SEI Contact:

Frank Ackerman

Time-frame: 2010–2011

The Social Cost of Carbon

The social cost of carbon (SCC), defined as the estimated price of the damages caused by each additional ton of CO2 released into the atmosphere, is the volume dial on government regulations affecting greenhouse gases: The higher the SCC is set, the more stringent the regulatory standards. It is used in cost-benefit analyses of proposed rules by the U.S. Environmental Protection Agency and other regulatory agencies.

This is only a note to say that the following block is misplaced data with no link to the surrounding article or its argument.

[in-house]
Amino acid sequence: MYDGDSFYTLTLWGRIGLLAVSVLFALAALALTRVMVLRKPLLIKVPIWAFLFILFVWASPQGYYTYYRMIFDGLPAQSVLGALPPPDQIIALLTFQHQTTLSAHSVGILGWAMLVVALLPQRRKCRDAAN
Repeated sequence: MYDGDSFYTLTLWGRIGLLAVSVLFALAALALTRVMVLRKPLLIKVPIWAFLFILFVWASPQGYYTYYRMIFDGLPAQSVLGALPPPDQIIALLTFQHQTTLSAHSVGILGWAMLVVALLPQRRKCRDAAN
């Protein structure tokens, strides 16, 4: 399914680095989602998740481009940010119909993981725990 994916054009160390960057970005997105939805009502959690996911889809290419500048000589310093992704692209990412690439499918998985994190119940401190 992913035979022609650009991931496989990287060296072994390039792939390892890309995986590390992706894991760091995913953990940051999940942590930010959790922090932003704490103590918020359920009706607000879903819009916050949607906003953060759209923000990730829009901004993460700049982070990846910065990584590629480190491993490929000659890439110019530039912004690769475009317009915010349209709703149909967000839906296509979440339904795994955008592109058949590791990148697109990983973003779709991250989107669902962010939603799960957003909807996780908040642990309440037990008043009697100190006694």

This project builds on our 2010 critique of the federal government process that recommended a low value of per ton of CO2; our follow-up analysis looks at two of the models used to come up with that estimate, FUND and DICE. We will also recalculate the SCC, using the methods of the federal government's analysis but incorporating a full range of climate risks and uncertainties.